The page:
- The Washington Times - Thursday, September 20, 2007


Washington buzzed last week about the MoveOn.org ad slandering Gen. David Petraeus and his report on progress in the Iraq war. The campaign’s nasty rhetoric and inflammatory charges sparked a series of debates and accusations accomplishing exactly what the antiwar group wanted: additional free press coverage.

This advertising tempest is an apparition of the ghosts of campaigns to come. Expect more of the same — or worse — from a variety of newly formed political groups organized as a direct result of the Bipartisan Campaign Reform Act of 2002. Commonly called McCain-Feingold, it is a law that crippled political parties and unleashed a new Wild West in American politics.

Indeed, the extra media attention for the MoveOn.org message far exceeded the original buy. It’s what folks in the strategic communications business call an earned media windfall. Using incendiary message content induces the media to focus on the tactics behind the advertising campaign. With the high-octane press coverage, traditional advertising rating points no longer apply, and the media campaign thrusts ahead with an afterburner effect. Think Harry and Louise or the Swift Boat Veterans, both examples of how the media’s interest in exploring the tale behind the story improved the gas mileage of the original advertising dollars spent.

But last week’s mudslinging moved to another level of coarseness. And expect this arms race of incivility to increase as we approach the 2008 election. Money that used to flow into the coffers of various national political organizations, like the Democratic National Committee (DNC) or Republican National Committee (RNC), now gushes liberally into 527 organizations like MoveOn.org.

These new entities lack the accountability of political parties. They can make charges and accusations that would discredit the DNC or RNC. National political parties are still closely connected to elected officials — such as governors, senators and members of Congress. And these links serve as a constraint not present with the new entities empowered by campaign finance reform, which limited the flow of funds into political parties and how they spent it. Did any politician call on the president of MoveOn.org to pull down these ads? No, these groups and their leaders are not very visible, living in the shadows of American politics. Elected officials or party chiefs are a lot easier to identify and hold responsible for their statements and actions.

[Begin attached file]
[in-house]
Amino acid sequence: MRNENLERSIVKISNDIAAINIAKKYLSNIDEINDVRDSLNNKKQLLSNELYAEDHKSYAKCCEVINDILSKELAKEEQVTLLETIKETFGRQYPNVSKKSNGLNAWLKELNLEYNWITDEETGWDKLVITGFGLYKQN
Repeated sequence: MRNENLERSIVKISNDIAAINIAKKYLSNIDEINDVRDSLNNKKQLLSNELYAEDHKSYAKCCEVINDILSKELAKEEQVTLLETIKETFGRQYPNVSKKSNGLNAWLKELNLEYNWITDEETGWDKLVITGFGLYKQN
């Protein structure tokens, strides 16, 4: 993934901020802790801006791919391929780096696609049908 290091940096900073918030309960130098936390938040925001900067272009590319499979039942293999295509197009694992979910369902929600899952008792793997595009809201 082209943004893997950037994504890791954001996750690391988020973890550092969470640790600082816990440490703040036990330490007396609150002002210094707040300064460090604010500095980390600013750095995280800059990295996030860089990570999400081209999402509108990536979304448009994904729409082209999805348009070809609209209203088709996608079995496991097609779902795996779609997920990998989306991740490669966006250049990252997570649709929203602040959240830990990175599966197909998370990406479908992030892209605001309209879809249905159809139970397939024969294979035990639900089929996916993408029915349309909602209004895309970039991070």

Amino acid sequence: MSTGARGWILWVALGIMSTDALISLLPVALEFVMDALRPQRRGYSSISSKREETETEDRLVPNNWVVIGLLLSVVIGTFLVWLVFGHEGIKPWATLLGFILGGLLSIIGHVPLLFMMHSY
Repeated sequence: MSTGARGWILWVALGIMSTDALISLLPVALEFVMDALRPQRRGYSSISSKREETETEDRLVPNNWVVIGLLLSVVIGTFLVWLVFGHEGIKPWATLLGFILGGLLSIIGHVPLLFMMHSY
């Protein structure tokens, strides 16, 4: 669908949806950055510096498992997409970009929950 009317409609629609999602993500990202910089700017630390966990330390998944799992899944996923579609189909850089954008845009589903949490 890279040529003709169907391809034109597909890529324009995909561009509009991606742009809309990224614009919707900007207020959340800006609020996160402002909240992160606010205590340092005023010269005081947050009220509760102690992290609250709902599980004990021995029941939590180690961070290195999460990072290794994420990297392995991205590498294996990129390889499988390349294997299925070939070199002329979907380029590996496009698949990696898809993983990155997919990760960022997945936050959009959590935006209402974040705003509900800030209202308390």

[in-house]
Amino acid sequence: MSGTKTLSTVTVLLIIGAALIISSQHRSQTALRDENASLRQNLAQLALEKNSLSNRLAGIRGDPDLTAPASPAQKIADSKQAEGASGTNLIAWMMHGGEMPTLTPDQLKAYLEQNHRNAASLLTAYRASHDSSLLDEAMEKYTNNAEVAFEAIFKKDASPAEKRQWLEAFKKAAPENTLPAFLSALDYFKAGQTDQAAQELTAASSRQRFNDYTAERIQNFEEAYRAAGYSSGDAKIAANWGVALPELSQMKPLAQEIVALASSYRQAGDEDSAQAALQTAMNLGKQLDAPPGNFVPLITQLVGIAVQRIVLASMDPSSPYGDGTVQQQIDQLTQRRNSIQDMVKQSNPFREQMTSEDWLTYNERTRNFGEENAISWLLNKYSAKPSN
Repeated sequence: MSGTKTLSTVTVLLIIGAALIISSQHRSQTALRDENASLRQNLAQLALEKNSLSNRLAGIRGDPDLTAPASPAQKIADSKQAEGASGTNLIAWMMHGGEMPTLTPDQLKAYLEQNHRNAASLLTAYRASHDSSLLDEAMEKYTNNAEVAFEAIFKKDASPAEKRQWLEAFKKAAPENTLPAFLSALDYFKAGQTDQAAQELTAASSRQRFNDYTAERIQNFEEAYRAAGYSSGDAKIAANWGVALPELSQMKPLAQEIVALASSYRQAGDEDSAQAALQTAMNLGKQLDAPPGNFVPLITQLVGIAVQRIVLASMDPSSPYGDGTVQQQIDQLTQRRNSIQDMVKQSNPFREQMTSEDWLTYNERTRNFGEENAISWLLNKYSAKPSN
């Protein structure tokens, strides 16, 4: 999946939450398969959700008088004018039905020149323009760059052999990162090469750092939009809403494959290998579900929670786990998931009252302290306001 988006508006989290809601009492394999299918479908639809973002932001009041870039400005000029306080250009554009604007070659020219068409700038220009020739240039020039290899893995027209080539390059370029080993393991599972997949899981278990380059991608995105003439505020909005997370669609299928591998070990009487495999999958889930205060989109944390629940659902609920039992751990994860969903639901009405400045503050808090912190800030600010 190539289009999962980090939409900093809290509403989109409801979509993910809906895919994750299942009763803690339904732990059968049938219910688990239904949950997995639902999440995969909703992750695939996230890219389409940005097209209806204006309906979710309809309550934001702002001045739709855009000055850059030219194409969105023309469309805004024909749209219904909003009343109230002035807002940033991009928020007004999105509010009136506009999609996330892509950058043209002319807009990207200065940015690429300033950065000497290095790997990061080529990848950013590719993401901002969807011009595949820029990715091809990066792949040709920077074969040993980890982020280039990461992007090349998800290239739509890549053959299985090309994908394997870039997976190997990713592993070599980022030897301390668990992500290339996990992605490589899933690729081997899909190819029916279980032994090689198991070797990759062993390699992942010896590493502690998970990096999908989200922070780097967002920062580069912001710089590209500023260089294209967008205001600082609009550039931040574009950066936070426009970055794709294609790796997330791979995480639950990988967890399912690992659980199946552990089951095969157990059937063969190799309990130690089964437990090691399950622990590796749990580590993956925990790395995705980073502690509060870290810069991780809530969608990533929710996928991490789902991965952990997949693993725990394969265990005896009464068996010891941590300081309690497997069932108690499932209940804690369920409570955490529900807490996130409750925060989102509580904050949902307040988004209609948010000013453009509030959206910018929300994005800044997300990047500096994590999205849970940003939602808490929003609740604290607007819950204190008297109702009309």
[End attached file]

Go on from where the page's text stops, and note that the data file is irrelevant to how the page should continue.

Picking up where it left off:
The demands of the new media age also conspire with the tactics of unrestricted political mudslingers. “In a world with a wealth of information there is a poverty of attention,” former RNC Chairman Ken Mehlman is quoted as saying in Mark Halperin and John F. Harris’ book, “The Way to Win: Taking the White House in 2008.” How do you break through an environment in which communications channels are so fragmented? Cable and satellite channels and blogs all compete for a few moments of Americans’ time and interest. Audaciousness — a kind of media shock and awe — is now both a tool and ally of the modern-day political tactician. The 527 organization becomes the delivery vehicle to break through the clutter. And the more provocative the message, the sharper the tip of the communications spear.

So, if the tactic works, and there are no longer any party constraints, it’s easy to see why we should expect more of the same — or worse. Political money is fungible. Dollars blocked at the doors of national political parties due to new legal barriers don’t just evaporate. They always find a new home, and rich Democrats gladly pay the mortgage. They have been particularly adept at organizing entities like MoveOn, America Coming Together and the Media Fund. As Matt Bai of the New York Times writes in his new book, “The Argument: Billionaires, Bloggers and the Battle to Remake Democratic Politics,” in 2004 two uber-wealthy liberals alone, George Soros and Peter Lewis, who used to bankroll the Democratic Party, gave an astounding $20 million to these 527s.

Without the decency checks and accountability of national political parties, these activities will expand. As 2008 approaches and the tide of vitriol rises, get a ready for a flood of nasty ads and other new political tactics that will further transform electoral discourse into a tabloid freak show. These ads may be “approved” by the sponsoring organization, but they were enabled by McCain-Feingold.

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